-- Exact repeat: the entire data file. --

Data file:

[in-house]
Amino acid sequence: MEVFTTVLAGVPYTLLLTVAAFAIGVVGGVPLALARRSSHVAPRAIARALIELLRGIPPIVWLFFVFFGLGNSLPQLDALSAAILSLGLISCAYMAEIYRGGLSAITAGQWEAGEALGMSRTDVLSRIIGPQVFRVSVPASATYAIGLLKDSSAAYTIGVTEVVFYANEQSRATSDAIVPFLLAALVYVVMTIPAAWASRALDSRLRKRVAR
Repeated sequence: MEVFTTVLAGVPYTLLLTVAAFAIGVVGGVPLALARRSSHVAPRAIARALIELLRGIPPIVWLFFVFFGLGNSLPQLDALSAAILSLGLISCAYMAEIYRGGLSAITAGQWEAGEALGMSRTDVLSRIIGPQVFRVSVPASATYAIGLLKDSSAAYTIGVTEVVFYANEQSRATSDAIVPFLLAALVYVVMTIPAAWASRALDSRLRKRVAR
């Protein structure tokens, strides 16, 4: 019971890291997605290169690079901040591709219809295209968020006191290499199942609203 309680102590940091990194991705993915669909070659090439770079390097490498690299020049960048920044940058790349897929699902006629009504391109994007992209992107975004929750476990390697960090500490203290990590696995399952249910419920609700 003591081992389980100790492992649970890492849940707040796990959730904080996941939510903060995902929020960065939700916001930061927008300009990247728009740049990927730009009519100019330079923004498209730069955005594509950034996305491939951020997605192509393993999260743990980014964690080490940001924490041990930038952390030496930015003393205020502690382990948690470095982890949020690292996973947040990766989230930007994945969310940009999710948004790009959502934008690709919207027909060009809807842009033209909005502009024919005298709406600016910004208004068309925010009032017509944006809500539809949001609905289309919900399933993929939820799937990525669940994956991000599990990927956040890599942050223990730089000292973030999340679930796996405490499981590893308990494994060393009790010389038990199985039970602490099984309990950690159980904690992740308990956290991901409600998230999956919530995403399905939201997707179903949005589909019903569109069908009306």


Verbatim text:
[in-house]
Amino acid sequence: MEVFTTVLAGVPYTLLLTVAAFAIGVVGGVPLALARRSSHVAPRAIARALIELLRGIPPIVWLFFVFFGLGNSLPQLDALSAAILSLGLISCAYMAEIYRGGLSAITAGQWEAGEALGMSRTDVLSRIIGPQVFRVSVPASATYAIGLLKDSSAAYTIGVTEVVFYANEQSRATSDAIVPFLLAALVYVVMTIPAAWASRALDSRLRKRVAR
Repeated sequence: MEVFTTVLAGVPYTLLLTVAAFAIGVVGGVPLALARRSSHVAPRAIARALIELLRGIPPIVWLFFVFFGLGNSLPQLDALSAAILSLGLISCAYMAEIYRGGLSAITAGQWEAGEALGMSRTDVLSRIIGPQVFRVSVPASATYAIGLLKDSSAAYTIGVTEVVFYANEQSRATSDAIVPFLLAALVYVVMTIPAAWASRALDSRLRKRVAR
């Protein structure tokens, strides 16, 4: 019971890291997605290169690079901040591709219809295209968020006191290499199942609203 309680102590940091990194991705993915669909070659090439770079390097490498690299020049960048920044940058790349897929699902006629009504391109994007992209992107975004929750476990390697960090500490203290990590696995399952249910419920609700 003591081992389980100790492992649970890492849940707040796990959730904080996941939510903060995902929020960065939700916001930061927008300009990247728009740049990927730009009519100019330079923004498209730069955005594509950034996305491939951020997605192509393993999260743990980014964690080490940001924490041990930038952390030496930015003393205020502690382990948690470095982890949020690292996973947040990766989230930007994945969310940009999710948004790009959502934008690709919207027909060009809807842009033209909005502009024919005298709406600016910004208004068309925010009032017509944006809500539809949001609905289309919900399933993929939820799937990525669940994956991000599990990927956040890599942050223990730089000292973030999340679930796996405490499981590893308990494994060393009790010389038990199985039970602490099984309990950690159980904690992740308990956290991901409600998230999956919530995403399905939201997707179903949005589909019903569109069908009306």